“The Women Who Dared,” cover illustration of Susan B. Anthony by Thomas Wust, The Daily Graphic, June 5, 1873
This satirical portrait of Susan B. Anthony reveals fears about changing gender roles: she wears Uncle Sam’s hat, men do the childcare, and women rally for their rights.
Prints and Photographs Division, Library of Congress
Women Fight for the Vote
Suffragists lobbied Congress for the right to vote throughout the late nineteenth and early twentieth centuries, but their activism took other forms as well. In 1872, Susan B. Anthony cast a ballot for a federal election in New York. She was arrested and put on trial. In court, she argued that her action was legal under the Fourteenth Amendment, which gave citizens the right to vote. Her highly publicized trial raised public awareness about woman suffrage. Women finally achieved national voting rights with the ratification of the Nineteenth Amendment in 1920.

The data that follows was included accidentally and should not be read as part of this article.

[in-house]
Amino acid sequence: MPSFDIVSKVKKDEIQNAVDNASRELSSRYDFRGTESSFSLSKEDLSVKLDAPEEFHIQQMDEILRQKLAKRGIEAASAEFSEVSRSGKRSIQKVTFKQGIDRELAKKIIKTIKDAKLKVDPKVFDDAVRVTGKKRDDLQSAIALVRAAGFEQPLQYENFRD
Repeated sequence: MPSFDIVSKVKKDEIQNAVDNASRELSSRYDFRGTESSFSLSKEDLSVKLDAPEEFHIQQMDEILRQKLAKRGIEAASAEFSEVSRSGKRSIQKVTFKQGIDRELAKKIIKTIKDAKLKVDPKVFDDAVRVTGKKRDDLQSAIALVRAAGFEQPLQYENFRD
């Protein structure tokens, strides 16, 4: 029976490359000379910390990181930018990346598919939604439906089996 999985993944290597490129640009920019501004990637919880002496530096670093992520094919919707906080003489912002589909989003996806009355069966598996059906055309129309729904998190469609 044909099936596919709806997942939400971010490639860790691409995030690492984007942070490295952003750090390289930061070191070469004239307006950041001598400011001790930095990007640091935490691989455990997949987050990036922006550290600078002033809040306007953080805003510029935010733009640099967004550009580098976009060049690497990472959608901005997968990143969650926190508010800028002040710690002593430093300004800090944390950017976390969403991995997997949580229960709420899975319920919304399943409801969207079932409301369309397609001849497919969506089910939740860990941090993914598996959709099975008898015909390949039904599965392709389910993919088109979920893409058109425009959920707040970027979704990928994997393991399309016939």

Robbed of the fundamental privilege of citizenship, I am degraded from the status of a citizen to that of a subject
Susan B. Anthony, 1872